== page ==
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IBM is Deploying Its Watson AI to Help Governments Answer People's Covid-19 Questions

Slashdot - Your Rights Online - N, 2020-04-05 03:34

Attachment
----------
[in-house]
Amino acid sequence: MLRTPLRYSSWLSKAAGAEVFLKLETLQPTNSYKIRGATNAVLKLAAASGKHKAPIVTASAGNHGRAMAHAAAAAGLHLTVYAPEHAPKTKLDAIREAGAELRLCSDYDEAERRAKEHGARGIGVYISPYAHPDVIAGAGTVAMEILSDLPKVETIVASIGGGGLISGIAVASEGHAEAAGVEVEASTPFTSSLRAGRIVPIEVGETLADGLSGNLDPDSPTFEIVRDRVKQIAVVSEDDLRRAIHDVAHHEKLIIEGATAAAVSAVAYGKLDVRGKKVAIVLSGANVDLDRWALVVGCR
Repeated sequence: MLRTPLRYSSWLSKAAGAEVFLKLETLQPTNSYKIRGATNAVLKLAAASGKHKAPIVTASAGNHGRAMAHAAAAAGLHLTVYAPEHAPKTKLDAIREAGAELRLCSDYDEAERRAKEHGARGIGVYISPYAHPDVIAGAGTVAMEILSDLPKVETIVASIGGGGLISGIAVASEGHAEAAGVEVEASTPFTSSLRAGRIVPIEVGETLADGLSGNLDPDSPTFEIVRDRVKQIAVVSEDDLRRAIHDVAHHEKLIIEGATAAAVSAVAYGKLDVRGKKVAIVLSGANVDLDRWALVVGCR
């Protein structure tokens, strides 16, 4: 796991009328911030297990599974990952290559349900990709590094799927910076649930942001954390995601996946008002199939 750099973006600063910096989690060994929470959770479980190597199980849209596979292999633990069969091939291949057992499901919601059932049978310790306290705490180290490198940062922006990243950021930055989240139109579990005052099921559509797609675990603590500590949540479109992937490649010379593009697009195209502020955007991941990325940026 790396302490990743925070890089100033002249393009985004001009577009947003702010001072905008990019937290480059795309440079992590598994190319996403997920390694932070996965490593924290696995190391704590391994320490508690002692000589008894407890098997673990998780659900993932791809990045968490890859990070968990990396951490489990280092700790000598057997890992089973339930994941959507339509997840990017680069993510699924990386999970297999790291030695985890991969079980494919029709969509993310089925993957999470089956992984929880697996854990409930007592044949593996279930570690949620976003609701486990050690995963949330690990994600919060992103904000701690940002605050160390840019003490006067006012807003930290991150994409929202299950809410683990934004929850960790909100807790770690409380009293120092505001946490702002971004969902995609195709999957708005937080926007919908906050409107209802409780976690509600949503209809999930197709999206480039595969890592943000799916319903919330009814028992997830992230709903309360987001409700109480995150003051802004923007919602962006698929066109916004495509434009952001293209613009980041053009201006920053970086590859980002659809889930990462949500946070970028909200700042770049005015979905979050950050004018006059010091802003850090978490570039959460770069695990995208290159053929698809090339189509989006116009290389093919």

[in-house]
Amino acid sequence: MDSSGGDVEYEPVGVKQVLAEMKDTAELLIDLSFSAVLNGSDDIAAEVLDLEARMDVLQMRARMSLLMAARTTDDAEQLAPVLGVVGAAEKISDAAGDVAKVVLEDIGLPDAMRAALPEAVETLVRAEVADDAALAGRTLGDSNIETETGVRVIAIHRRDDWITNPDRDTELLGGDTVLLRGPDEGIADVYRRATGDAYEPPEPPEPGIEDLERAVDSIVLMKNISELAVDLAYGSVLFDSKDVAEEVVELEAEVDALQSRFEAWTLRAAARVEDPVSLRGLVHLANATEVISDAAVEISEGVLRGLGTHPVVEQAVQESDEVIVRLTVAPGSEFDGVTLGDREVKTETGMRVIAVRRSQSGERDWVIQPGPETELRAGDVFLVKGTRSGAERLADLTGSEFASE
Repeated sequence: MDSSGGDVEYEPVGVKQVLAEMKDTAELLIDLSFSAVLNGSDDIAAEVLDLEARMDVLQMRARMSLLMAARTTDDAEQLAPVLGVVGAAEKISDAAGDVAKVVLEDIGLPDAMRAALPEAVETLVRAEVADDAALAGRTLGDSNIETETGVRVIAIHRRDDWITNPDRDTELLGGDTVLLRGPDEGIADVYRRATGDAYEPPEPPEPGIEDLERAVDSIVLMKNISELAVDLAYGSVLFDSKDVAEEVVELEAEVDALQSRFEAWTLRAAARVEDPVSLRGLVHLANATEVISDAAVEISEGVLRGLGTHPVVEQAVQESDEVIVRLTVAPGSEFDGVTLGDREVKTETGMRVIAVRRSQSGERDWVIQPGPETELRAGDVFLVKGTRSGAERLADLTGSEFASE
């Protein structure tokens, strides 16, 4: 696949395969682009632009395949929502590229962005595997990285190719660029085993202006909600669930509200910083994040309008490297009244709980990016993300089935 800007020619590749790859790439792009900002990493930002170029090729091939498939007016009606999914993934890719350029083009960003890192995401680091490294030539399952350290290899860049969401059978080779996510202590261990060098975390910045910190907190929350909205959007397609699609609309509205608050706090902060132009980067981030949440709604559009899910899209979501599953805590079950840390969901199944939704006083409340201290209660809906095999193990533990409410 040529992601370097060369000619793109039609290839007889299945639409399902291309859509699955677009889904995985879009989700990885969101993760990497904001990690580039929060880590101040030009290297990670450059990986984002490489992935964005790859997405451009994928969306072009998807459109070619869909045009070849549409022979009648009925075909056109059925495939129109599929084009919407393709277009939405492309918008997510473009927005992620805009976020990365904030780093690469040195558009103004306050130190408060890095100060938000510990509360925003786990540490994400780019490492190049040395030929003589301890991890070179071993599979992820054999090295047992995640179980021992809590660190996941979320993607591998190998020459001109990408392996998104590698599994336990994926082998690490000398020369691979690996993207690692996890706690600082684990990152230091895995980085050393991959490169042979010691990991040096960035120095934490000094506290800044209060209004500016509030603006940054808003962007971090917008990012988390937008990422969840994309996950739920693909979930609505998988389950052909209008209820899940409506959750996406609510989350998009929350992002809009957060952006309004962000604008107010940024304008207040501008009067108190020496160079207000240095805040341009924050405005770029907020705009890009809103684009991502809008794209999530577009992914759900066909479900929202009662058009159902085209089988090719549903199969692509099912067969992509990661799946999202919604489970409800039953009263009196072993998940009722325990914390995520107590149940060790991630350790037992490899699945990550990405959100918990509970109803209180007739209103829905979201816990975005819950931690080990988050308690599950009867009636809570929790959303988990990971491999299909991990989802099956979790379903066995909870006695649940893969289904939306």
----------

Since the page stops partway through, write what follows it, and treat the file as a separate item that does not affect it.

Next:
Digital Trends reports: IBM's question-answering Watson A.I. is most famous for whooping the butt of human champions on quiz show Jeopardy. Now, IBM has repurposed its famous creation to help government agencies, health care organizations, and academic institutions around the world cope with the massive overload of questions that citizens have about the COVID-19 pandemic. This is the first time that Watson has been used to help in a pandemic scenario. A coronavirus-focused version of the Watson A.I. has been called into service as a virtual agent in places including Arkansas, California, Georgia, New York, and Texas in the United States, as well as the Czech Republic, Greece, Poland, Spain and U.K. It is capable of answering locally relevant questions, ranging from those about coronavirus symptoms and testing specifics to queries on things like social distancing. These consistent and accurate responses can be provided to citizens via voice calls or text chat... Watson Assistant for Citizens pulls data from a range of external sources — local, national, and international. Digital Trends got an interesting response from one consultant at IBM Watson Health who's an expert on digital health for the World Health Organization. "Our team is currently adding responses to psychological questions, by which a virtual nurse can help people to deal with their fears and emotional problems and provide comfort to them in these times."